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Celebrating Independence According to John Adams

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Shannon Woodland - 700 Club Producer

On July 3, 1776, John Adams wrote these words to his wife Abigail after the nation’s independence had been declared.

“But the day is past. The second day of July 1776 will be the most memorable epocha, in the history of America.”

Adams became the second president of the United States in 1797 and served one term.  Until his death July 4, 1826, he lived peacefully on his farm in Quincy, Massachusetts and observed five decades of independence. Even today over two centuries later, Adam’s letter reminds all of “the cost in blood, toil and treasure to maintain this declaration.”

“Yet through all the gloom I can see the rays of ravishing light and glory. I can see that the end is more than worth all the means.”

Regent University associate professor of history Dr. Josh McMullen said, “He’s looking at it from the birth of this nation it’s still in it’s infant stage. He’s confident in the idea of America, he’s confidant in the exceptionalism of America, he’s confidant in the providence of God.”

“I am apt to believe that it will be celebrated, by succeeding generations, as the great anniversary festival. It ought to be commemorated, as the day of deliverance by solemn acts of devotion to God Almighty.”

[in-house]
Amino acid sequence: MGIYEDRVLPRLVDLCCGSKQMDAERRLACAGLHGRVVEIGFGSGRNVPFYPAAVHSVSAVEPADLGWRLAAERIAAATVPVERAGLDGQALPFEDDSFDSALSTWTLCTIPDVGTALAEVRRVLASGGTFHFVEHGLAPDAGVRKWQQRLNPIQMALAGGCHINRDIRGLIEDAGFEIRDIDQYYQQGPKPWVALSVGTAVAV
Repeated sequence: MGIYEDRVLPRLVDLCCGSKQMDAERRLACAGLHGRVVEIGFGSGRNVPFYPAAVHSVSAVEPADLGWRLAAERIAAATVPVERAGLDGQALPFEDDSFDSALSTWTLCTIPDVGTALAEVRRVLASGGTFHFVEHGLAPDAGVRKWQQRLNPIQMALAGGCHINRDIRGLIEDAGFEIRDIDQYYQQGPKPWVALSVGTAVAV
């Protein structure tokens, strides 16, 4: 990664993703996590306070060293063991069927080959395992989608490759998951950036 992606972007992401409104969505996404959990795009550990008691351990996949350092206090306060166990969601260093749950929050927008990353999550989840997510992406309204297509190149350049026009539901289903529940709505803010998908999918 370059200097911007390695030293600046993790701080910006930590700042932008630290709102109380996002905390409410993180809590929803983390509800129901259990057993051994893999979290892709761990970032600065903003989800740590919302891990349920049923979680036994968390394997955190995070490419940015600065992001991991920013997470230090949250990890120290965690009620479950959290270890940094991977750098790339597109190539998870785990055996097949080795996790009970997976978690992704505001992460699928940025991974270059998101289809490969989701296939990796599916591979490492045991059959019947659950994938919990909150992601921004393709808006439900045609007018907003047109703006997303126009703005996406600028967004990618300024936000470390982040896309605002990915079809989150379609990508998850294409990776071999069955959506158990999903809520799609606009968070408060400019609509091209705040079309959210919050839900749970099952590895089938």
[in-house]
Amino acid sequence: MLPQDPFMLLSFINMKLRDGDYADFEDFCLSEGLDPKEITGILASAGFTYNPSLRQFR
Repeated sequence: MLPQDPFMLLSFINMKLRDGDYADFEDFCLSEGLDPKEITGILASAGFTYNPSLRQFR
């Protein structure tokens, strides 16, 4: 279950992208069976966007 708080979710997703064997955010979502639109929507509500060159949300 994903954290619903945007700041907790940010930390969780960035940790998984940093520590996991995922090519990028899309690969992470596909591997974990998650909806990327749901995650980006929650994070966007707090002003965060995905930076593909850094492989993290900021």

Dr. Josh McMullen continued, “But there is also another part to the letter that says we need to pause on the 4th of July, we need to think about the immensity of what we’re celebrating and uniqueness of the country of this great American experiment.”

Today, America is celebrating another year of independence.

In Washington D.C., Garden State Fireworks is lighting up the skies above the nation’s capital with another award winning aerial display. Light show choreographer, Chris Santore.

“We’re working some long hours, lifting heavy equipment, I mean mortar racks could weigh 70 to 100 pounds. Getting equipment in place, getting everything set, to deliver that vision from the page to the sky, it’s labor intensive. But it’s worth it. When you get that rock star 20 minutes of the sky is rocking and the crowd is all into it, it reminds you of why you do it.”

Soon after arriving to the United States in 1890, Augustine Santore opened his first fireworks plant in New Jersey.

“We keep a lot of the crazy Italian tradition of making these massive multi break shells some of them weighing up to one hundred pounds,” said Chris Santore.

For over 120 years, this family-run business remains the oldest and largest American manufacturer of display fireworks.

“So many things come together from the ground up producing a musically choreographed display you have to have a very multi faceted, talented group of people,” said Chris.

Unlike the nation’s early observances, today’s can be highly technical. Still, all accomplish John Adams’ vision of how the Fourth of July should be celebrated.

“It ought to be solemnized with pomp and parade, with shews, games, sports, guns, bells, bonfires and illuminations from one end of this continent to the other from this time forward forever more.”

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